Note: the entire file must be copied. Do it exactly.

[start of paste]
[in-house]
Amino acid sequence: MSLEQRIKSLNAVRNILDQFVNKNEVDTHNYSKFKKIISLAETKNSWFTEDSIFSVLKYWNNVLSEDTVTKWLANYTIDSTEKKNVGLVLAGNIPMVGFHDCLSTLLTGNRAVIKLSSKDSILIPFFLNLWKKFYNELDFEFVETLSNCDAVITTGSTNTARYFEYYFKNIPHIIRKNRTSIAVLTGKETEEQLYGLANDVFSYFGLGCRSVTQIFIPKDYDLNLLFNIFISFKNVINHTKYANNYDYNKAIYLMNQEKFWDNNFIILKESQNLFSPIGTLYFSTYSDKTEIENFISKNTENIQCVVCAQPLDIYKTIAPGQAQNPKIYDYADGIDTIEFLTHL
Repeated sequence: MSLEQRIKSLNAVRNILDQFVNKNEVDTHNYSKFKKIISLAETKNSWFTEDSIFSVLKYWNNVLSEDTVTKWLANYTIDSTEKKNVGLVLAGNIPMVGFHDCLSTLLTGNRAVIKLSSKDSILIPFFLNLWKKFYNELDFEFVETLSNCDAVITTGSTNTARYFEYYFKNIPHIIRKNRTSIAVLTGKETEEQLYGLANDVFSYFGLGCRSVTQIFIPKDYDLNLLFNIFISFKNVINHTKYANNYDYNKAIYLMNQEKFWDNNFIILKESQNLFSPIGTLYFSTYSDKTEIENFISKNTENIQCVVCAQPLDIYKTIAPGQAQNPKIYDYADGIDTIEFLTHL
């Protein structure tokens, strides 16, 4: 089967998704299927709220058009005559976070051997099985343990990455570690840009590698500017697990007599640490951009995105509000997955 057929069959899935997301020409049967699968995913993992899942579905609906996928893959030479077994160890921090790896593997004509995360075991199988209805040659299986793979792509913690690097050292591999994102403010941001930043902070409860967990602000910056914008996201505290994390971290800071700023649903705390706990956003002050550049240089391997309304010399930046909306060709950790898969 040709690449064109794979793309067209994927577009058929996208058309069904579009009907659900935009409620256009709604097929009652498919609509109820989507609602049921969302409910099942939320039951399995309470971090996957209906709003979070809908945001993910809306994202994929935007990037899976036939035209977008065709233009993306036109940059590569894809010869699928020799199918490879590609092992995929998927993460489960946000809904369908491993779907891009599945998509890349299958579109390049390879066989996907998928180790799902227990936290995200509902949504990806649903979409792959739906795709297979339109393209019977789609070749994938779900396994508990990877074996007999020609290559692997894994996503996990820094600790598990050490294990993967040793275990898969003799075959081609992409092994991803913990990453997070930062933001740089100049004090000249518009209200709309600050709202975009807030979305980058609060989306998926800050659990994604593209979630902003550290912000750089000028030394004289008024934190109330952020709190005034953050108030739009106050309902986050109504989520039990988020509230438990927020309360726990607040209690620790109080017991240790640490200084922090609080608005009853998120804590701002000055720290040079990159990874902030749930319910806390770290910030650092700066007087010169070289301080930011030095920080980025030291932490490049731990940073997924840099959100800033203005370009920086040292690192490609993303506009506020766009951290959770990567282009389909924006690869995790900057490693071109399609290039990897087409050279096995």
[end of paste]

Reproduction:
[in-house]
Amino acid sequence: MSLEQRIKSLNAVRNILDQFVNKNEVDTHNYSKFKKIISLAETKNSWFTEDSIFSVLKYWNNVLSEDTVTKWLANYTIDSTEKKNVGLVLAGNIPMVGFHDCLSTLLTGNRAVIKLSSKDSILIPFFLNLWKKFYNELDFEFVETLSNCDAVITTGSTNTARYFEYYFKNIPHIIRKNRTSIAVLTGKETEEQLYGLANDVFSYFGLGCRSVTQIFIPKDYDLNLLFNIFISFKNVINHTKYANNYDYNKAIYLMNQEKFWDNNFIILKESQNLFSPIGTLYFSTYSDKTEIENFISKNTENIQCVVCAQPLDIYKTIAPGQAQNPKIYDYADGIDTIEFLTHL
Repeated sequence: MSLEQRIKSLNAVRNILDQFVNKNEVDTHNYSKFKKIISLAETKNSWFTEDSIFSVLKYWNNVLSEDTVTKWLANYTIDSTEKKNVGLVLAGNIPMVGFHDCLSTLLTGNRAVIKLSSKDSILIPFFLNLWKKFYNELDFEFVETLSNCDAVITTGSTNTARYFEYYFKNIPHIIRKNRTSIAVLTGKETEEQLYGLANDVFSYFGLGCRSVTQIFIPKDYDLNLLFNIFISFKNVINHTKYANNYDYNKAIYLMNQEKFWDNNFIILKESQNLFSPIGTLYFSTYSDKTEIENFISKNTENIQCVVCAQPLDIYKTIAPGQAQNPKIYDYADGIDTIEFLTHL
């Protein structure tokens, strides 16, 4: 089967998704299927709220058009005559976070051997099985343990990455570690840009590698500017697990007599640490951009995105509000997955 057929069959899935997301020409049967699968995913993992899942579905609906996928893959030479077994160890921090790896593997004509995360075991199988209805040659299986793979792509913690690097050292591999994102403010941001930043902070409860967990602000910056914008996201505290994390971290800071700023649903705390706990956003002050550049240089391997309304010399930046909306060709950790898969 040709690449064109794979793309067209994927577009058929996208058309069904579009009907659900935009409620256009709604097929009652498919609509109820989507609602049921969302409910099942939320039951399995309470971090996957209906709003979070809908945001993910809306994202994929935007990037899976036939035209977008065709233009993306036109940059590569894809010869699928020799199918490879590609092992995929998927993460489960946000809904369908491993779907891009599945998509890349299958579109390049390879066989996907998928180790799902227990936290995200509902949504990806649903979409792959739906795709297979339109393209019977789609070749994938779900396994508990990877074996007999020609290559692997894994996503996990820094600790598990050490294990993967040793275990898969003799075959081609992409092994991803913990990453997070930062933001740089100049004090000249518009209200709309600050709202975009807030979305980058609060989306998926800050659990994604593209979630902003550290912000750089000028030394004289008024934190109330952020709190005034953050108030739009106050309902986050109504989520039990988020509230438990927020309360726990607040209690620790109080017991240790640490200084922090609080608005009853998120804590701002000055720290040079990159990874902030749930319910806390770290910030650092700066007087010169070289301080930011030095920080980025030291932490490049731990940073997924840099959100800033203005370009920086040292690192490609993303506009506020766009951290959770990567282009389909924006690869995790900057490693071109399609290039990897087409050279096995």